Regular trains wiil begin running from
Spokane to Colville next Thursday. The
road is not only completed to that place,
but the erade is finished almost to Marcos,
on the Columbia river, and surveyors are
reported in the field surveying a line up
Kettle river to the Kettle river falls in
British Colombia,
Thursday afternoon, at Walla Walla, Dr.
J. E. Bingham, assisted by Dr. N. G. Bla
lock, amputated the leg of James Jones, of
Riparia, below the knee. The doctors dis
covered after the amputation had been
made that owing to ossification of the arte
ries, the leg would have to be amputated
again, higher np, which waa done. The
patient is suffering from dry gangrene, and
is in a serioos condition.
While holding court in Coos county
last week Judge Bean presided over the
case of John Oilman, an old gray-haired
man accused of murdering a Mrs. Easton
hover and her little boy. The jury was
out but twenty minutes and brought in a
verdict of murder in the first degree and
he was sentenced to be bung on the 13th of
December. His crime, says the Eugene
Register, was one of the most cold-blooded
murders ever committed.
Oregon City Enterprise: S. D. Coleman
was in town on Tuesday. He says that
he has no doubt but what the negro mur
derer Gibbs went through Sandy and over
the Barlow toll road a few days .after he
shot his victims. He got a meal in Wan
nock settlement on Tuesday or Wednes
day, and the following day called lor his
breakfast at 3 o'clock in the afternoon at
the toll gate. A son of Mr. Sievcrs re
ported a negro as passing the summit, aud
said he was traveling day and night.
A remarkable slate of affairs is reported
from the United States custom house at
Osboyoos lake on the British Columbia
border No collector is stationed there
and Indians have taken possession of the
log structure formerly occupied by repre
sentatives of this government. Just across
the line, her majesty's government, has
a line custom house conducted with all
the precision usually found in British out
posts. Chinamen and opium are con
stantly crossing the line without the least
Transcript: It may he interesting to
know that the first steamboat that was
ever on the Columbia, steamed down from
Vancouver in 1830. Her name was Beav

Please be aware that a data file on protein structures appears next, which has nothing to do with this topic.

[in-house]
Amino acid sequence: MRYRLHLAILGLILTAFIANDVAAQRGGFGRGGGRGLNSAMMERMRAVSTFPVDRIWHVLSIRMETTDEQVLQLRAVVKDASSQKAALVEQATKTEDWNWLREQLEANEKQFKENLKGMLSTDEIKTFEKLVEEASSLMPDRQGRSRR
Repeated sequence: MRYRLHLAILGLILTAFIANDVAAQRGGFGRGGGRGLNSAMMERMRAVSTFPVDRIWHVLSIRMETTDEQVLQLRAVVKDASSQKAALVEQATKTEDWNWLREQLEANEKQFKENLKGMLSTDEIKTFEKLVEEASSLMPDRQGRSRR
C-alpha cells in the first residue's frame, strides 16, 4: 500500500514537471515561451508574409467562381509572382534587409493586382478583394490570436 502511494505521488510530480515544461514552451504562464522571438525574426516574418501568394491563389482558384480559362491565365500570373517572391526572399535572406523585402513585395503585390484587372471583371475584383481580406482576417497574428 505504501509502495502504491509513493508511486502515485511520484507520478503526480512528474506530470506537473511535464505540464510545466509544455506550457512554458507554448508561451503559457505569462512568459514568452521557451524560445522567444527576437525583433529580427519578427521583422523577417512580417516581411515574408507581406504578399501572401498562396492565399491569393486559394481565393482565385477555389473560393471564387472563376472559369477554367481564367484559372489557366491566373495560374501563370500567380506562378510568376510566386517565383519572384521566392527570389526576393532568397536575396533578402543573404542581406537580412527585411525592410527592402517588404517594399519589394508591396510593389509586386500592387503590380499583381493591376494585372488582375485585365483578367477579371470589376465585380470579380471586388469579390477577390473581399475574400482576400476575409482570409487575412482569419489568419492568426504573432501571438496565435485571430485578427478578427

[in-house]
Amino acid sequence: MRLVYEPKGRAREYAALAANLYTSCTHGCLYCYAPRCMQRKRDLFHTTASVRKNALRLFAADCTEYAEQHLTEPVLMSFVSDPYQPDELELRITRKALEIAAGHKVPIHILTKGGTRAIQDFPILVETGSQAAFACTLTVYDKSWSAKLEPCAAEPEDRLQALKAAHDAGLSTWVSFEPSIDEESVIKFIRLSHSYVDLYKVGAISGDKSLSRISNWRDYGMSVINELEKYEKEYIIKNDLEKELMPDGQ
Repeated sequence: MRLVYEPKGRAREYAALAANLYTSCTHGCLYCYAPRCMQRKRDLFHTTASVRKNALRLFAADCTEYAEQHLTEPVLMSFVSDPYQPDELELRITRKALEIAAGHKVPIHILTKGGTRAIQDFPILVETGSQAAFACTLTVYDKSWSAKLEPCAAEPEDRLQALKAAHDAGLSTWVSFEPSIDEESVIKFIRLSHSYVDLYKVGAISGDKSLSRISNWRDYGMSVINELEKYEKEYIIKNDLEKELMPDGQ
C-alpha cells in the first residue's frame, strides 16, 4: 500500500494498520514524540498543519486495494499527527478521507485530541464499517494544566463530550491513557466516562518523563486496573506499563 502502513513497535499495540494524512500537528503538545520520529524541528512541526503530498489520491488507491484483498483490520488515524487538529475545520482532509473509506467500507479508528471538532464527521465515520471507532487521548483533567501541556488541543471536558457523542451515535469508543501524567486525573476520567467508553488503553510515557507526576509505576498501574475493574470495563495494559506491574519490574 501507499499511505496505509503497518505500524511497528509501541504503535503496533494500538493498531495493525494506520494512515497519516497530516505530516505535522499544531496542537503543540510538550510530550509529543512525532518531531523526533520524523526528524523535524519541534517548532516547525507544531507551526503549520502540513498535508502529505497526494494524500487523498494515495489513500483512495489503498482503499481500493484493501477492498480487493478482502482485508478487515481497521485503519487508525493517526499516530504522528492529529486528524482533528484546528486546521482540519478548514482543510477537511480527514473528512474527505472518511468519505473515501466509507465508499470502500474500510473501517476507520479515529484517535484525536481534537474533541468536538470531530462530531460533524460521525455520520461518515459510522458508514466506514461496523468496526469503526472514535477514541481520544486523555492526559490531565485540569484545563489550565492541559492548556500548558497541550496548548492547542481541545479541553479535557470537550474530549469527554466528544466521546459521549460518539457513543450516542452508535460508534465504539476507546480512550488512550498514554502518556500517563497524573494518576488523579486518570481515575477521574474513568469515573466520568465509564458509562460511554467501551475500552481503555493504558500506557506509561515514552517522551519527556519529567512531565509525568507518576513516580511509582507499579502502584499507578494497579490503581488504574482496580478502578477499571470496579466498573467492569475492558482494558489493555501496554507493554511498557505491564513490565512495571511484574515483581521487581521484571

er. She came from England as a sailing
vessel with all her machinery aboard and
was fitted up at Vancouver. Her first
trip was to the Sandwich islands with a
cargo of wheat and salt salmon. It seems
that the feelings of the natives when they
saw the vessel going against wind and
tide, could be better imagined than de
scribed. The Beaver belonged to the
Hudson Bay company, who used her for
a number of years aud then sold her-. She
is now a pensioner, and lying at anchor
at Victoria, B. C. as a relic of early days.
Astoria Transcript: This morning three
German girls arrived in this city direct
from the old country. They have a sister
living at Hoquiiu and they are expecting
her lo meet ihem here. This afternoon
Ihcy stalled out to make some small pur
chases, but being ouabie to talk English
tbey soon fouud themselves in tow of a
man who took them to a saloon in swill
town and commenced to fill them up on
beer. Several vags soon gathered around
them and tried lo induce ihem to go to a
house ot prostitution Councilmen Berg
man and Cleveland and Constable W elch
were notified and went to the saloon and
had them sent back 10 the Asior house.
It'su"h actions are repealed again in this
citv, Judge Lynch will We called upon
and a ueck-ue party given to a few low
scrubs who are allowed the liberties of
this city.
Aitoria Transcript: Work on the Astoria
& South Coast railroad la progressing.
About 130 white men and 60 Ctiiuamen are
employed. TLe company aJe negotiating
tor 500 Chinamen, aa they find it impossi
ble to procure white labor. ' Stockton &
Welch had 20 applicants for wotk by men,
all of whom refused to work on tbe rail
road. Poles are being erected along the